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Int. J. Environ. Res. Public Health 2016, 13(11), 1083; doi:10.3390/ijerph13111083

The Association between Environmental Factors and Scarlet Fever Incidence in Beijing Region: Using GIS and Spatial Regression Models

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Department of Epidemiology and Biostatistics, School of Public Health, Capital Medical University, Beijing 100069, China
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Beijing Municipal Key Laboratory of Clinical Epidemiology, Beijing 100069, China
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Department of Statistics and Information, Beijing Center for Disease Control and Prevention (CDC), Beijing Center for Preventive Medical Research, Beijing 100013, China
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Systems and Intervention Research Centre for Health, School of Medical Sciences, Edith Cowan University, Perth 6027, Australia
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Institute for Infectious Disease & Endemic Disease Control, Beijing Center for Disease Control and Prevention (CDC), Beijing Center for Preventive Medical Research, Beijing 100013, China
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Authors to whom correspondence should be addressed.
Academic Editor: Paul B. Tchounwou
Received: 3 September 2016 / Revised: 18 October 2016 / Accepted: 21 October 2016 / Published: 4 November 2016
View Full-Text   |   Download PDF [954 KB, uploaded 9 November 2016]   |  

Abstract

(1) Background: Evidence regarding scarlet fever and its relationship with meteorological, including air pollution factors, is not very available. This study aimed to examine the relationship between ambient air pollutants and meteorological factors with scarlet fever occurrence in Beijing, China. (2) Methods: A retrospective ecological study was carried out to distinguish the epidemic characteristics of scarlet fever incidence in Beijing districts from 2013 to 2014. Daily incidence and corresponding air pollutant and meteorological data were used to develop the model. Global Moran’s I statistic and Anselin’s local Moran’s I (LISA) were applied to detect the spatial autocorrelation (spatial dependency) and clusters of scarlet fever incidence. The spatial lag model (SLM) and spatial error model (SEM) including ordinary least squares (OLS) models were then applied to probe the association between scarlet fever incidence and meteorological including air pollution factors. (3) Results: Among the 5491 cases, more than half (62%) were male, and more than one-third (37.8%) were female, with the annual average incidence rate 14.64 per 100,000 population. Spatial autocorrelation analysis exhibited the existence of spatial dependence; therefore, we applied spatial regression models. After comparing the values of R-square, log-likelihood and the Akaike information criterion (AIC) among the three models, the OLS model (R2 = 0.0741, log likelihood = −1819.69, AIC = 3665.38), SLM (R2 = 0.0786, log likelihood = −1819.04, AIC = 3665.08) and SEM (R2 = 0.0743, log likelihood = −1819.67, AIC = 3665.36), identified that the spatial lag model (SLM) was best for model fit for the regression model. There was a positive significant association between nitrogen oxide (p = 0.027), rainfall (p = 0.036) and sunshine hour (p = 0.048), while the relative humidity (p = 0.034) had an adverse association with scarlet fever incidence in SLM. (4) Conclusions: Our findings indicated that meteorological, as well as air pollutant factors may increase the incidence of scarlet fever; these findings may help to guide scarlet fever control programs and targeting the intervention. View Full-Text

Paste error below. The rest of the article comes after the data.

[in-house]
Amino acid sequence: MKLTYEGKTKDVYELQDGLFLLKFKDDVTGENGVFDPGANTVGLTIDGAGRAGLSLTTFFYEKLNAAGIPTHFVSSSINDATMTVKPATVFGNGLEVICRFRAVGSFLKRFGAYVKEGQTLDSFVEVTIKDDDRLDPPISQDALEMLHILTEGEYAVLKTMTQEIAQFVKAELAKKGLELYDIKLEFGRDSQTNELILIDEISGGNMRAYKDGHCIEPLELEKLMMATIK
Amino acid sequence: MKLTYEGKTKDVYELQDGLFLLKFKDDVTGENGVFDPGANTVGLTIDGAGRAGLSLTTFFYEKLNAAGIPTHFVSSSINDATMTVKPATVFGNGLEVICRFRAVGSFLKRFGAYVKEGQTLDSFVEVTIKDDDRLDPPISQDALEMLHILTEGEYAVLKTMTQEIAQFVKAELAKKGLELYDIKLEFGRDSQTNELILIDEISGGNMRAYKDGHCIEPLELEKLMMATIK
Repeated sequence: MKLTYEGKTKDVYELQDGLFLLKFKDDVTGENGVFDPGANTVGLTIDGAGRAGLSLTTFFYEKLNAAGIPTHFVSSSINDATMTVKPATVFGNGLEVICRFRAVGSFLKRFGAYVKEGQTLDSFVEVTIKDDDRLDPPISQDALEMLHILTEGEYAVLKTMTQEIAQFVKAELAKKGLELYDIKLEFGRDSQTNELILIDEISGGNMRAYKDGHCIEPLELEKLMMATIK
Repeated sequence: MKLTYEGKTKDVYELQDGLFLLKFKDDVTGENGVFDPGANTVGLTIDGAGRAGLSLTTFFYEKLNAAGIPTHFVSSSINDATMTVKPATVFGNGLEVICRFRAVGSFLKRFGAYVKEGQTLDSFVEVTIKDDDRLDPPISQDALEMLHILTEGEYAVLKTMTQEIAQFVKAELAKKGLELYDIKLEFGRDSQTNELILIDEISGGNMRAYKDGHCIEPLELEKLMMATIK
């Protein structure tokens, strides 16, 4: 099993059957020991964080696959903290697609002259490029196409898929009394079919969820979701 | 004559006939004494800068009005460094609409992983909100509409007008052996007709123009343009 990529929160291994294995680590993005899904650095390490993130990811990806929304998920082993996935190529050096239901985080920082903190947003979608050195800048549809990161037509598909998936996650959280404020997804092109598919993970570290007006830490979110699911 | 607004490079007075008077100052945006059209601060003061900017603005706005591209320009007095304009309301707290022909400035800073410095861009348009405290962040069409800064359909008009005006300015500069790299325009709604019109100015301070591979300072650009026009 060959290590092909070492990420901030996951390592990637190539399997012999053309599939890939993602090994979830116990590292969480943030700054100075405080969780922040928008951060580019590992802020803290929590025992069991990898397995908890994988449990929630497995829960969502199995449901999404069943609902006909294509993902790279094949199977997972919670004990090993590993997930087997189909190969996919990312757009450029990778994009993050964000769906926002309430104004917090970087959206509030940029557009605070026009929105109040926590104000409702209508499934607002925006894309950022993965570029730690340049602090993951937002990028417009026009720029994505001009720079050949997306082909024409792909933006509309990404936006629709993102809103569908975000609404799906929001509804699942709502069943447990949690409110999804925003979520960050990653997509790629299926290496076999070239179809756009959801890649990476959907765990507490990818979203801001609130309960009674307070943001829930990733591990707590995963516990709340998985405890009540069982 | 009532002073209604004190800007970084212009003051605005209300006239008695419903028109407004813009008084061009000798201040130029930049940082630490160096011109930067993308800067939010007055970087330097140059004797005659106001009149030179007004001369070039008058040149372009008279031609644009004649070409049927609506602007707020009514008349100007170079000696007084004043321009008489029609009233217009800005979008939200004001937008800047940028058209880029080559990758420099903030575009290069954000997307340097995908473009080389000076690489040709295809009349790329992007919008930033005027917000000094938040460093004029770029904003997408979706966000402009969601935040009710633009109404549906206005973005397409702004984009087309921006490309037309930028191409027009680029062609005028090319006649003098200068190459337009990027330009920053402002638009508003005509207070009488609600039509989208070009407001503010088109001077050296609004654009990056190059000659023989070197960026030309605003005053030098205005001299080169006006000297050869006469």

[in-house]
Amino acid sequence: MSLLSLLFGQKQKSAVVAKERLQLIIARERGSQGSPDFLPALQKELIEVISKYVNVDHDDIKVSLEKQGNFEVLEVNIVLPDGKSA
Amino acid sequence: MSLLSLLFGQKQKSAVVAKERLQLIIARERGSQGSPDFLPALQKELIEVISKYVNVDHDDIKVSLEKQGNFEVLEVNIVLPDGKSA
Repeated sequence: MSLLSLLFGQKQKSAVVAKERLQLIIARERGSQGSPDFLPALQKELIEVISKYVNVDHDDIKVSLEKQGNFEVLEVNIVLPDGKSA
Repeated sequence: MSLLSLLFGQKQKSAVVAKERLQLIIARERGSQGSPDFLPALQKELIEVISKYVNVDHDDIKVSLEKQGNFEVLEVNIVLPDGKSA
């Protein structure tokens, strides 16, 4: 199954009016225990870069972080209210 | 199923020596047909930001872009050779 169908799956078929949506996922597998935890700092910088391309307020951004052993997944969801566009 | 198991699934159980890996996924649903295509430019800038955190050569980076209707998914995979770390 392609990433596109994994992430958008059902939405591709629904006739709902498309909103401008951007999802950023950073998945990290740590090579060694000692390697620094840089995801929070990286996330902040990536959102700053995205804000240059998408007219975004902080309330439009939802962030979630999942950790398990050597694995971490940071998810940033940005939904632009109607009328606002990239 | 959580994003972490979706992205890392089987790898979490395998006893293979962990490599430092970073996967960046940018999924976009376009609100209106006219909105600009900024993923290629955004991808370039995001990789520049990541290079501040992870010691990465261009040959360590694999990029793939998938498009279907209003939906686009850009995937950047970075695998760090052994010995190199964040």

Keywords: spatial regression analysis; scarlet fever; meteorological factors; air pollutant factors; Beijing spatial regression analysis; scarlet fever; meteorological factors; air pollutant factors; Beijing
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MDPI and ACS Style

Mahara, G.; Wang, C.; Yang, K.; Chen, S.; Guo, J.; Gao, Q.; Wang, W.; Wang, Q.; Guo, X. The Association between Environmental Factors and Scarlet Fever Incidence in Beijing Region: Using GIS and Spatial Regression Models. Int. J. Environ. Res. Public Health 2016, 13, 1083.

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